36. 36.
    Shimizu H, Mack TM, Ross RK, Henderson BE. Cancer of the gastro-intestinal tract among Japanese and white immigrants in Los Angeles County. J Natl CancerInst 1987; 78:223–228.Google Scholar
  37. 37.
    Young TB, WolfD A. Case-control study of proximal and distal colon cancer and diet in Wisconsin. Int J Cancer 1988; 42:167–175.CrossRefGoogle Scholar
  38. 38.
    Slattery ML, Sorenson AW, Mahoney AW, French TK, Kritchevsky D, Street JC. Diet and colon cancer: assessment of risk by fiber type and food source. J Nat Cancer Inst 1988; 80:1474–1480.CrossRefGoogle Scholar
  39. 39.
    Iscovich JM, L’Abbe KA, Castelleto R, Calzona A, Bernedo A., Chopita NA, Jmelnitzsky AC, Kaldor J. Colon cancer in Argentina. I. Risk from intake of dietary items. Int J Cancer 1992; 51:851–857.CrossRefGoogle Scholar
  40. 40.
    Iscovich JM, L’Abbe KA, Castelleto R, Calzona A, Bernedo A., Chopita NA, Jmelnitzsky AC, Kaldor J, Howe GR. Colon cancer in Argentina. II. Risk from fibre, fat and nutrients. Int J Cancer 1992; 51:858–861.CrossRefGoogle Scholar
  41. 41.
    Heilbrun LK, Nomura A, Hankin JH, Stemmermann GN. Diet and colorectal cancer with special reference to fiber intake. Int J Cancer 1989; 44:1–6.CrossRefGoogle Scholar
  42. 42.
    Lee HP, Gourley L, Duffy SW, Esteve J, Lee J, Day NE. Colorectal cancer and diet in an Asian population—a case-control study among Singapore Chinese. Int J Cancer 1989; 43:1007–1016.CrossRefGoogle Scholar
  43. 43.
    DeCosse JJ, Miller HH, Lesser ML. Effect of wheat fiber and vitamins C and E on rectal polyps in patients with familial adenomatous polyposis. J Natl Cancer Inst 1989; 81:1290–1297.CrossRefGoogle Scholar
  44. 44.
    Tomlin I. A survey of normal bowel habit. Br J Clin Pract 1975; 29:289–291.Google Scholar
  45. 45.
    Thornton JR. High colonic pH promotes colorectal cancer. Lancet 1981; i:1081, 1082.Google Scholar
  46. 46.
    Segal I, Cooke SA, Hamilton DG, Ou Tim L. Polyps and colorectal cancer in South African blacks. Gut 1981; 22: 653–657.CrossRefGoogle Scholar
  47. 47.
    Thun MJ, Namboodiri MM, Heath CW. Aspirin use and reduced risk of fatal colon cancer. N Engl J Med 1991; 325:1593–1596.CrossRefGoogle Scholar
  48. 48.
    Baron JA, Greenberg ER. Could aspirin really prevent colon cancer? N Engl J Med 1991; 323:1644–1646.CrossRefGoogle Scholar
  49. 49.
    Willett WC, Stampfer MJ, Colditz GA, Rosner BA, Speizer FE. Relation of meat, fat, and fiber intake to the risk of colon cancer in a prospective study among women. N Engl J Med 1990; 323:1664–1672.CrossRefGoogle Scholar
  50. 50.
    Higginson J. In: Maltoni C, ed. Advances in Tumour Prevention. Detection and Characterization. Part II. Amsterdam: Excerpta Medica, 1974; 3.Google Scholar
  51. 51.
    Burkitt DP. In: Reilly RW, Kirsner JB, eds. Fiber Deficiency and Colonic Disorders. New York: Plenum, 1975, p. 156.Google Scholar
  52. 52.
    Block G, Lanza E. Dietary fiber sources in the United States by demographic group. J Natl Cancer Inst 1987; 79:83–91.Google Scholar
  53. 53.
    Mandel D. Caries through the ages: a worm’s eye view. J Dent Res 1983; 62:926–929.CrossRefGoogle Scholar
  54. 54.
    King JD. Dental Disease in the Island of Lewis. Med Res Coun Spec Rep Ser No 241. London: HMSO, 1940.Google Scholar
  55. 55.
    Bransby ER, Knowles EM. A comparison of the effects of enemy occupation and post-war conditions on the incidence of dental caries in children in the Channel Islands in relation to diet and food supplies. Br Dental J 1949; 87:236–243.Google Scholar
  56. 56.
    Burton VJ, Rob MI, Craig GG, Lawson JS. Changes in the caries experience of 12-year-old Sydney schoolchildren between 1963 and 1982. Med J Aust 1984; 140:405–407.Google Scholar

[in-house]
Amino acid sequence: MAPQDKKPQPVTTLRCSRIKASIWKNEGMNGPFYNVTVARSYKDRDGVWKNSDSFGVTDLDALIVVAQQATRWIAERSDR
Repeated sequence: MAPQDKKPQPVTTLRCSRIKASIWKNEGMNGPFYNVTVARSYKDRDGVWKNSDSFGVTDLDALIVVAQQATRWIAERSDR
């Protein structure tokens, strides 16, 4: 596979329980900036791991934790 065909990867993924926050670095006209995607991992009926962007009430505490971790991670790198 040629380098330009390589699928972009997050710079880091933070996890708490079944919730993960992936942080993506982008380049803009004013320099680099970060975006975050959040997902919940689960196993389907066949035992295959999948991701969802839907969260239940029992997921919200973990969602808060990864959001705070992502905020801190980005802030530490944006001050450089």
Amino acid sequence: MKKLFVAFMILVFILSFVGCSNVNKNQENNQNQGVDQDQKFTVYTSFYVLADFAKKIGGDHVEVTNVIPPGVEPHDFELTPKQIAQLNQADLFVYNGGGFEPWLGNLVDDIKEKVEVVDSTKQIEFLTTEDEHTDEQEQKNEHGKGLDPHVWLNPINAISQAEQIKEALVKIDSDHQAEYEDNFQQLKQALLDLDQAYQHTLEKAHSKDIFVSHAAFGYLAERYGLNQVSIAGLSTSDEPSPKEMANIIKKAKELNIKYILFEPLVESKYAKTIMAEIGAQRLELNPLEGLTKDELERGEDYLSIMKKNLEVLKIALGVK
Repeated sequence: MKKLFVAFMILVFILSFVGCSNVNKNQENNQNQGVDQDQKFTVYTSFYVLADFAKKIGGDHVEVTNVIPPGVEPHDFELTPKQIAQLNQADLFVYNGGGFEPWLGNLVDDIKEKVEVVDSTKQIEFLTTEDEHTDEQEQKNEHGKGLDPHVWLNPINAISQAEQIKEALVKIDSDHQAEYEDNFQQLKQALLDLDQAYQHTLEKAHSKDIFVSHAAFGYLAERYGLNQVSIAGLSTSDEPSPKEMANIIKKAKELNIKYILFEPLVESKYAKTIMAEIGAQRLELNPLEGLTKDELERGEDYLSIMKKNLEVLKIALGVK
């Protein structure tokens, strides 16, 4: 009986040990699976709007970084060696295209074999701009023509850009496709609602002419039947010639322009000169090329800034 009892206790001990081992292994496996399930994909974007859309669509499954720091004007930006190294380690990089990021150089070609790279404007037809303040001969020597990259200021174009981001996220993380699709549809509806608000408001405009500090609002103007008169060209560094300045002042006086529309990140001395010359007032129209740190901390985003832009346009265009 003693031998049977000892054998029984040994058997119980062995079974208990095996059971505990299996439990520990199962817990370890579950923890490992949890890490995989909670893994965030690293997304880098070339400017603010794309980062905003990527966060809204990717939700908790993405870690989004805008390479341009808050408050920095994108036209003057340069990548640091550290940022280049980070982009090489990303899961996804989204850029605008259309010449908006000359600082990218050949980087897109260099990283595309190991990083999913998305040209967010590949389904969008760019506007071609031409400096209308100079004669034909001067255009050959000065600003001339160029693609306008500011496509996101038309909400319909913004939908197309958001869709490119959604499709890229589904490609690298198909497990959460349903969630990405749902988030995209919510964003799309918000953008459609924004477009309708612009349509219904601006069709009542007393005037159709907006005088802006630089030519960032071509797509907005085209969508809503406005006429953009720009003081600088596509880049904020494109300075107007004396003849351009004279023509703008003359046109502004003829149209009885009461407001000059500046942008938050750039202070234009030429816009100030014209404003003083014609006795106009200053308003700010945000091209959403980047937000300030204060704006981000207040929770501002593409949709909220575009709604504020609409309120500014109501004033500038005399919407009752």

57. 57.
    Walker ARP, Dison E, Walker BF, Segal AF. Contrasting patterns of caries profile and dental treatment in pupils of 16–18 years in South African ethnic groups. Comm Dent Oral Epidemiol 1982; 10:69–73.CrossRefGoogle Scholar
  58. 58.
    Steyn NP, Albertse EC. Sucrose consumption and dental caries in twelve-year-old children residing in Cape Town. J Dent Assoc S Afr 1987; 42:43–49.Google Scholar
  59. 59.
    Mintz SW. Sweetness and Power: The Place of Sugar in Modern History. Viking: Elizabeth Sifton Books, 1985; 67.Google Scholar
  60. 60.
    COMA Report. Dietary Sugars and Human Disease: Conclusions. Department of Health and Social Subjects. No 37. London: HMSO, 1990.Google Scholar
  61. 61.
    Walker ARP, Cleaton-Jones PE. Sugar intake and dental caries: where do we stand? J Dent Child 1989; Jan/Feb:30–35.Google Scholar
  62. 62.
    Rugg-Gunn AJ, Murray JJ. The role of sugar in the aetiology of dental caries. I. Sugar and the antiquity of caries. J Dent 1983; 11:190–199.CrossRefGoogle Scholar
  63. 63.
    Dietch R. Commentary from Westminster: Another ferocious but unavailing stand against fluoridation. Lancet 1985; I: 231.CrossRefGoogle Scholar
  64. 64.
    Rugg-Gunn AJ, Hackett AF, Appleton DR, Jenkins GN, Eastoe JE. Relationship between dietary habits and caries increment assessed over two years in 405 English adolescent school children. Arch Oral Biol 1984; 29:983–992.CrossRefGoogle Scholar
  65. 65.
    Dummer PMH, Oliver SJ, Hicks R, Kingdon A, Addy M, Shaw WC. Factors influencing the initiation of carious lesions in specific tooth surfaces over a 4-year period in children between the ages of 11–12 years and 15–16 years. J Dent 1990; 18: 190–197.CrossRefGoogle Scholar
  66. 66.
    Seedat YK, Seedat MA, Hackland DBT. Biosocial factors and hypertension in urban and rural Zulus. S Afr Med J 1982; 61:999–1002.Google Scholar
  67. 67.
    Solomon L. Bone density in ageing Caucasian and African populations. Lancet 1979; ii:1326–1330.CrossRefGoogle Scholar
  68. 68.
    Muir CS, Sasco AJ. Prospects for cancer control in the 1990’s. Ann Rev Public Health 1990; 11:143–163.CrossRefGoogle Scholar

Copyright information

© Humana Press, Totowa, NJ 1994

Authors and Affiliations

  • Alexander R. P. Walker
  • Demetre Labadarios
  • Ingrid I. Glatthaar

There are no affiliations available

Personalised recommendations